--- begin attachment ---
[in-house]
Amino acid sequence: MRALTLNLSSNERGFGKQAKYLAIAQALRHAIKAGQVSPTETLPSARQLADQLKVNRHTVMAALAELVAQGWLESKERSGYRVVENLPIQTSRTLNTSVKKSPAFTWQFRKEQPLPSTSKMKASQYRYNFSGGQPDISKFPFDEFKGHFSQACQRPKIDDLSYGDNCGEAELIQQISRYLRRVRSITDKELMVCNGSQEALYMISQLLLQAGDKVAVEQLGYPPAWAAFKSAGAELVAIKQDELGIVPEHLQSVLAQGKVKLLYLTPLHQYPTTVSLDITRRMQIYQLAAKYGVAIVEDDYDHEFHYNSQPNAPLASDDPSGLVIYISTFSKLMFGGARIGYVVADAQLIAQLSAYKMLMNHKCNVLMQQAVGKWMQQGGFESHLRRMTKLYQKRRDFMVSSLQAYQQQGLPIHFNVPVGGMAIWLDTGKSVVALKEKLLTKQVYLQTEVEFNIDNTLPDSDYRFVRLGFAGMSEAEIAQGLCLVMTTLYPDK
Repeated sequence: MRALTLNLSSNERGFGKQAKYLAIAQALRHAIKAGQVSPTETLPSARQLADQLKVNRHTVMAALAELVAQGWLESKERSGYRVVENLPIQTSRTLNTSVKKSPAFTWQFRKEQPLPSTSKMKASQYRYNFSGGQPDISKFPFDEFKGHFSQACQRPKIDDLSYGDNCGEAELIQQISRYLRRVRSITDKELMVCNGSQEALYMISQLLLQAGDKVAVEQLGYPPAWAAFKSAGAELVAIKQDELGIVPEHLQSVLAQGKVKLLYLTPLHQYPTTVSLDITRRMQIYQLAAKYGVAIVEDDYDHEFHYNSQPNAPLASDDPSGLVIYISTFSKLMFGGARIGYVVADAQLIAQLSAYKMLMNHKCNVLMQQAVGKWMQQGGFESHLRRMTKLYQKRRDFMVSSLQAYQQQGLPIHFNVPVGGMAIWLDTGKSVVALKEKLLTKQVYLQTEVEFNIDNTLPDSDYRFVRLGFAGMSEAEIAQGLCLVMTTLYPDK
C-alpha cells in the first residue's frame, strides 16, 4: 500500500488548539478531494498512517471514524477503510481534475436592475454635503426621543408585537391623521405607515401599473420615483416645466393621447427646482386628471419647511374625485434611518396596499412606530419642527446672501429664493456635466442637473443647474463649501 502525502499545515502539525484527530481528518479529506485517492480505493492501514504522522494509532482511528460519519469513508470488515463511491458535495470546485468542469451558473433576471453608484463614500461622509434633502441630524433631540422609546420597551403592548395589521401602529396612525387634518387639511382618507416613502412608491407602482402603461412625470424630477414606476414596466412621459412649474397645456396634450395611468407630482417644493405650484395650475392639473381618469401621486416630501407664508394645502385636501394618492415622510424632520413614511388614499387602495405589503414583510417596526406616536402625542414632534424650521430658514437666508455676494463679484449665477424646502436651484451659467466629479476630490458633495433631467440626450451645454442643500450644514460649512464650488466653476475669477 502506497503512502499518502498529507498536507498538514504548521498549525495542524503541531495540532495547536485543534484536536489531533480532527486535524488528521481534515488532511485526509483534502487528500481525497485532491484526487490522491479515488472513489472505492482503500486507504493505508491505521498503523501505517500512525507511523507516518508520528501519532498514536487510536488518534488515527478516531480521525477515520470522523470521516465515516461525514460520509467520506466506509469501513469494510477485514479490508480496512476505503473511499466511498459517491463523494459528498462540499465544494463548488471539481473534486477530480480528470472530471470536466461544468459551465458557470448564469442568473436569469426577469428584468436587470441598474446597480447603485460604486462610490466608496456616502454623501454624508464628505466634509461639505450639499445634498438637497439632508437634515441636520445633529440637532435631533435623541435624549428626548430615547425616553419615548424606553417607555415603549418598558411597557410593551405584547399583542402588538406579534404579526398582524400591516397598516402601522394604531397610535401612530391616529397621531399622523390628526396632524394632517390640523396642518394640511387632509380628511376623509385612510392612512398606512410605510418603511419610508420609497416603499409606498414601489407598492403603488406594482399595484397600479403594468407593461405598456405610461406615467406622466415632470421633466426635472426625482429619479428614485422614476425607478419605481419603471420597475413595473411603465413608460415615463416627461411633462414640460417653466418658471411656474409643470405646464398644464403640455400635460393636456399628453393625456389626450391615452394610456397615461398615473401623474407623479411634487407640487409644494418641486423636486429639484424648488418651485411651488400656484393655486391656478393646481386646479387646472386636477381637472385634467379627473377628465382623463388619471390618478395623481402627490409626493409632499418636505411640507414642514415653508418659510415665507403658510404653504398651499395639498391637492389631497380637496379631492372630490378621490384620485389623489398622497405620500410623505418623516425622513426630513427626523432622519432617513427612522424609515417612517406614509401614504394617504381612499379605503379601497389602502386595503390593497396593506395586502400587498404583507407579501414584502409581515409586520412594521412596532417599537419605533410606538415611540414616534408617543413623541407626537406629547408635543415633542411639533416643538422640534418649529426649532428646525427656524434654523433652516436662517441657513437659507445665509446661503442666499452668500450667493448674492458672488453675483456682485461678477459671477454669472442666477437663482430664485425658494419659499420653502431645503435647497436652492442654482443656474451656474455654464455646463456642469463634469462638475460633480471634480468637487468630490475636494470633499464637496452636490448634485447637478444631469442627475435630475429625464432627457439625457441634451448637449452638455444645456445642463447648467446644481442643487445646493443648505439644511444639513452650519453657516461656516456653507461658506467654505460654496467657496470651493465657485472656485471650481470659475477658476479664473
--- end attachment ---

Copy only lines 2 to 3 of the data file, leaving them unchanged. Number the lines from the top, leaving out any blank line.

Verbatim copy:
Amino acid sequence: MRALTLNLSSNERGFGKQAKYLAIAQALRHAIKAGQVSPTETLPSARQLADQLKVNRHTVMAALAELVAQGWLESKERSGYRVVENLPIQTSRTLNTSVKKSPAFTWQFRKEQPLPSTSKMKASQYRYNFSGGQPDISKFPFDEFKGHFSQACQRPKIDDLSYGDNCGEAELIQQISRYLRRVRSITDKELMVCNGSQEALYMISQLLLQAGDKVAVEQLGYPPAWAAFKSAGAELVAIKQDELGIVPEHLQSVLAQGKVKLLYLTPLHQYPTTVSLDITRRMQIYQLAAKYGVAIVEDDYDHEFHYNSQPNAPLASDDPSGLVIYISTFSKLMFGGARIGYVVADAQLIAQLSAYKMLMNHKCNVLMQQAVGKWMQQGGFESHLRRMTKLYQKRRDFMVSSLQAYQQQGLPIHFNVPVGGMAIWLDTGKSVVALKEKLLTKQVYLQTEVEFNIDNTLPDSDYRFVRLGFAGMSEAEIAQGLCLVMTTLYPDK
Repeated sequence: MRALTLNLSSNERGFGKQAKYLAIAQALRHAIKAGQVSPTETLPSARQLADQLKVNRHTVMAALAELVAQGWLESKERSGYRVVENLPIQTSRTLNTSVKKSPAFTWQFRKEQPLPSTSKMKASQYRYNFSGGQPDISKFPFDEFKGHFSQACQRPKIDDLSYGDNCGEAELIQQISRYLRRVRSITDKELMVCNGSQEALYMISQLLLQAGDKVAVEQLGYPPAWAAFKSAGAELVAIKQDELGIVPEHLQSVLAQGKVKLLYLTPLHQYPTTVSLDITRRMQIYQLAAKYGVAIVEDDYDHEFHYNSQPNAPLASDDPSGLVIYISTFSKLMFGGARIGYVVADAQLIAQLSAYKMLMNHKCNVLMQQAVGKWMQQGGFESHLRRMTKLYQKRRDFMVSSLQAYQQQGLPIHFNVPVGGMAIWLDTGKSVVALKEKLLTKQVYLQTEVEFNIDNTLPDSDYRFVRLGFAGMSEAEIAQGLCLVMTTLYPDK